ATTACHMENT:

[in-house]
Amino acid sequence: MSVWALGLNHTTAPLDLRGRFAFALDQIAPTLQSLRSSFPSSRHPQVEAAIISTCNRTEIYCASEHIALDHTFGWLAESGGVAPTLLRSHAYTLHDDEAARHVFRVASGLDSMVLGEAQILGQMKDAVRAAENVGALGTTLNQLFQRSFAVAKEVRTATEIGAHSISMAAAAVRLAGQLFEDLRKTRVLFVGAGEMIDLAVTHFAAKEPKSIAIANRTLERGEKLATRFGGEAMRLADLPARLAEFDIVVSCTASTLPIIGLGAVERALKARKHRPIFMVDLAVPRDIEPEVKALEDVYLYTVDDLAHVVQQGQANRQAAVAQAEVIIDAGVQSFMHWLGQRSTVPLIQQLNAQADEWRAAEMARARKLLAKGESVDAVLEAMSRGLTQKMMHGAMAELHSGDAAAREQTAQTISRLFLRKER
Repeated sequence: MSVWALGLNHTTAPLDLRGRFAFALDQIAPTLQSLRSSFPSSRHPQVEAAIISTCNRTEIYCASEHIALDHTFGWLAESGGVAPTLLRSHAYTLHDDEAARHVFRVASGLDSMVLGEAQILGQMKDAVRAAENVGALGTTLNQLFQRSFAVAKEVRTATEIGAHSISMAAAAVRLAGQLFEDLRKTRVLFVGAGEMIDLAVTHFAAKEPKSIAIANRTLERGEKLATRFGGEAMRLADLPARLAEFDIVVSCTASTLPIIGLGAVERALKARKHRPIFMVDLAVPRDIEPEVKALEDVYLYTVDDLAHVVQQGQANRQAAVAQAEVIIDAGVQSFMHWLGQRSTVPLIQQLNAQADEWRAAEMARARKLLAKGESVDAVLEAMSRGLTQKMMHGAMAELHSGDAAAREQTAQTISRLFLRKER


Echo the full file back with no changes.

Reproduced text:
[in-house]
Amino acid sequence: MSVWALGLNHTTAPLDLRGRFAFALDQIAPTLQSLRSSFPSSRHPQVEAAIISTCNRTEIYCASEHIALDHTFGWLAESGGVAPTLLRSHAYTLHDDEAARHVFRVASGLDSMVLGEAQILGQMKDAVRAAENVGALGTTLNQLFQRSFAVAKEVRTATEIGAHSISMAAAAVRLAGQLFEDLRKTRVLFVGAGEMIDLAVTHFAAKEPKSIAIANRTLERGEKLATRFGGEAMRLADLPARLAEFDIVVSCTASTLPIIGLGAVERALKARKHRPIFMVDLAVPRDIEPEVKALEDVYLYTVDDLAHVVQQGQANRQAAVAQAEVIIDAGVQSFMHWLGQRSTVPLIQQLNAQADEWRAAEMARARKLLAKGESVDAVLEAMSRGLTQKMMHGAMAELHSGDAAAREQTAQTISRLFLRKER
Repeated sequence: MSVWALGLNHTTAPLDLRGRFAFALDQIAPTLQSLRSSFPSSRHPQVEAAIISTCNRTEIYCASEHIALDHTFGWLAESGGVAPTLLRSHAYTLHDDEAARHVFRVASGLDSMVLGEAQILGQMKDAVRAAENVGALGTTLNQLFQRSFAVAKEVRTATEIGAHSISMAAAAVRLAGQLFEDLRKTRVLFVGAGEMIDLAVTHFAAKEPKSIAIANRTLERGEKLATRFGGEAMRLADLPARLAEFDIVVSCTASTLPIIGLGAVERALKARKHRPIFMVDLAVPRDIEPEVKALEDVYLYTVDDLAHVVQQGQANRQAAVAQAEVIIDAGVQSFMHWLGQRSTVPLIQQLNAQADEWRAAEMARARKLLAKGESVDAVLEAMSRGLTQKMMHGAMAELHSGDAAAREQTAQTISRLFLRKER